Carla B. Hass



(PLACERVILLE, CA) - On May 5, 2020, the El Dorado County Board of Supervisors voted unanimously to adjust the regulations related to the cultivation of medical cannabis for personal use in the unincorporated parts of the county to six cannabis plants per residence regardless of whether it is grown for personal medicinal use or personal recreational use by adults over the age of 21.


"After years with the current regulations in place, it was time to reexamine the appropriateness and effectiveness and adjust where it makes sense," said Board Chair, Brian Veerkamp. "These new regulations reflect what we've learned since they were originally established."


The new regulations include replacing the ability to grow 200 square feet (with one medical prescription or valid medical card), 400 square feet (with two medical prescriptions or valid medical cards in certain zones), or 600 square feet (with three medical prescription or valid medical cards in certain zones) with the ability to plant up to six cannabis plants outdoors on a legal parcel without differentiating between medical or recreational cannabis in all zones except Multi-Unit Residential.  Alternatively, up to 6 plants may be grown indoors in any zone, including Multi-Unit Residential zones.  No more than 6 plants may be grown per residence indoors or outdoors at any given time and any cannabis grown under the ordinance must be exclusively for the personal use of the residents of the parcel.


Further changes include making illegal growers remediate their cultivation site to its pre-cultivation environmental state, streamlining the administrative process (e.g. steps in the process and violation amounts), allowing more time to work with property owners that have illegal cannabis being grown by renters without the knowledge of the property owners, and making satellite imagery admissible in administrative hearings.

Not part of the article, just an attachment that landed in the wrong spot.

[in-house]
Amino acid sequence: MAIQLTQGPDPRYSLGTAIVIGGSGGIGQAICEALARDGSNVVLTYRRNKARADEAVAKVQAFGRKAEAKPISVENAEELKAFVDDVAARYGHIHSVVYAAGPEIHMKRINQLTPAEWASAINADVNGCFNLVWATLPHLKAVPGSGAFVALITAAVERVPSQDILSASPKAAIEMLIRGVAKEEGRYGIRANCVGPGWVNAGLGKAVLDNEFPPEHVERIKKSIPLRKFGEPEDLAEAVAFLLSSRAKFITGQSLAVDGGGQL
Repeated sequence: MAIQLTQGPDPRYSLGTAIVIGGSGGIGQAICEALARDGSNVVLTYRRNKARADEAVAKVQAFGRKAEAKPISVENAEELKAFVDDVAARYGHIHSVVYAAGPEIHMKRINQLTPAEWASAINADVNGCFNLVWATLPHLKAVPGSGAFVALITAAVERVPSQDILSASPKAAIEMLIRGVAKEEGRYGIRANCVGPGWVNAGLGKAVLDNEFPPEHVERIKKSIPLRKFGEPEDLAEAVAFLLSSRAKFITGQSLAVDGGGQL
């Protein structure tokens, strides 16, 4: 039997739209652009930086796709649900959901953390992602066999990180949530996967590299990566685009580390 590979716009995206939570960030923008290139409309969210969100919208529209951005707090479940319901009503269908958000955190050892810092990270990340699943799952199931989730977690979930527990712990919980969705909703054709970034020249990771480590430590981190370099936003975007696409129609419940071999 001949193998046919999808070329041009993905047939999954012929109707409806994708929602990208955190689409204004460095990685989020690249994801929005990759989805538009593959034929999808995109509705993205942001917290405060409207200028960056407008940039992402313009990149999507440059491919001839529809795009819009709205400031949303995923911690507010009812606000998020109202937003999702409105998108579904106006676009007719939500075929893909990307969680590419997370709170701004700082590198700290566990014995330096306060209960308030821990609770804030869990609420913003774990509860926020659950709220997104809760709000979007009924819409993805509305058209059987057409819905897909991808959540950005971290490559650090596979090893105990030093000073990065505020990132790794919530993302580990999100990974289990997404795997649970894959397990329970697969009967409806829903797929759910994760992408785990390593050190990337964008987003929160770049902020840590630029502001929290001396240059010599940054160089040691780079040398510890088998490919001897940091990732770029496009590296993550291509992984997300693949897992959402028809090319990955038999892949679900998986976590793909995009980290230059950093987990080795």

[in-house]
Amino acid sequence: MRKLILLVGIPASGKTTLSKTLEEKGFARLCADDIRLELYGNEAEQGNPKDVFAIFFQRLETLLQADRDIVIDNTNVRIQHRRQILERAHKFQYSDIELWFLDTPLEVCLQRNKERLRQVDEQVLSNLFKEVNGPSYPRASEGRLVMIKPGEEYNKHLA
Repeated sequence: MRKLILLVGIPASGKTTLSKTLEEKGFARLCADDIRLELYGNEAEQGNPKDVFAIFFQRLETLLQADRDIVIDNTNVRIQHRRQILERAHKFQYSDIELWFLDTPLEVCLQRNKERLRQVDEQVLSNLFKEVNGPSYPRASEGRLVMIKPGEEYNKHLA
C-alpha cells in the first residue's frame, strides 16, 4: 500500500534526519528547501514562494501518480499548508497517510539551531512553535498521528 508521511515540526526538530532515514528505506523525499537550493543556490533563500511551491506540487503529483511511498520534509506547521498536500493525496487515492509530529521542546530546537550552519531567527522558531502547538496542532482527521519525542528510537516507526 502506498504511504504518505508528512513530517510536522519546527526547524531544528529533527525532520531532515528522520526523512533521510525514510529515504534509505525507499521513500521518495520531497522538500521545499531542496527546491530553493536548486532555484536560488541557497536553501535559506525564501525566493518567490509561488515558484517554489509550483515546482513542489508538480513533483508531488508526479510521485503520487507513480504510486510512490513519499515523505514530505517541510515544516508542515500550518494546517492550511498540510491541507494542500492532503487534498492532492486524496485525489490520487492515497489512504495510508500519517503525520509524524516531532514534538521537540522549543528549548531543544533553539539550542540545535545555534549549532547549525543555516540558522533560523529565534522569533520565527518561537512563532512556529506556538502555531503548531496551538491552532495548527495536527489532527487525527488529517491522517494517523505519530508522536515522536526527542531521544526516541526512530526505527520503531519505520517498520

These changes were adopted by the Board of Supervisors due to the many large issues regarding personal medical cannabis cultivation, including:


  • The sale of personal medical cultivation plots of 200 sq. ft., 400 sq. ft., and 600 sq. ft., on the black market. The Sheriff's Office has observed an increase in the already wide spread problem of El Dorado County cannabis being sold on the black market due to the sale of cannabis purportedly grown for personal medicinal use.  This includes individuals using one doctor prescription for cannabis at multiple personal medical cultivation sites to allow for larger volumes of cannabis to sell. 
  • County staff's inability to determine if cultivation sites are legal or illegal. There was no official list or registration for staff to crosscheck to determine if a personal medical cultivation site was legal. In addition, there was no method to determine if prescriptions or medical cards were being used at multiple cultivation sites. Without the ability to clearly determine if a personal medical cultivation site was legal or illegal, staff is put in potentially dangerous situations when they arrive at a cultivation site.  These cultivation sites can be substantial in size, up to 600 sq. ft. Even with the new rules, El Dorado County will be allowing for more in outdoor personal cultivation of cannabis than a large number of its fellow California counties.  

  • The state has communicated that growing more than six plants without a commercial license is subject to criminal action. 

"These changes are meant to protect the ability of medical cannabis users to continue to have access, provide County staff a possible method to distinguish between illegal and legal cannabis cultivation, and better protect neighborhoods from the issues that large illegal cannabis cultivation create," said Veerkamp.

"Remember, when growing cannabis for personal use, only six plants outdoors is allowed on a legal parcel," he added.


As an urgency ordinance, the changes became effective immediately and enforcement will begin this grow season.


A full and complete copy of the new Ordinance is available at  Any individuals interested in growing cannabis for personal use should read the ordinance to ensure compliance with all the regulations, including setbacks, screening, and odor control.   



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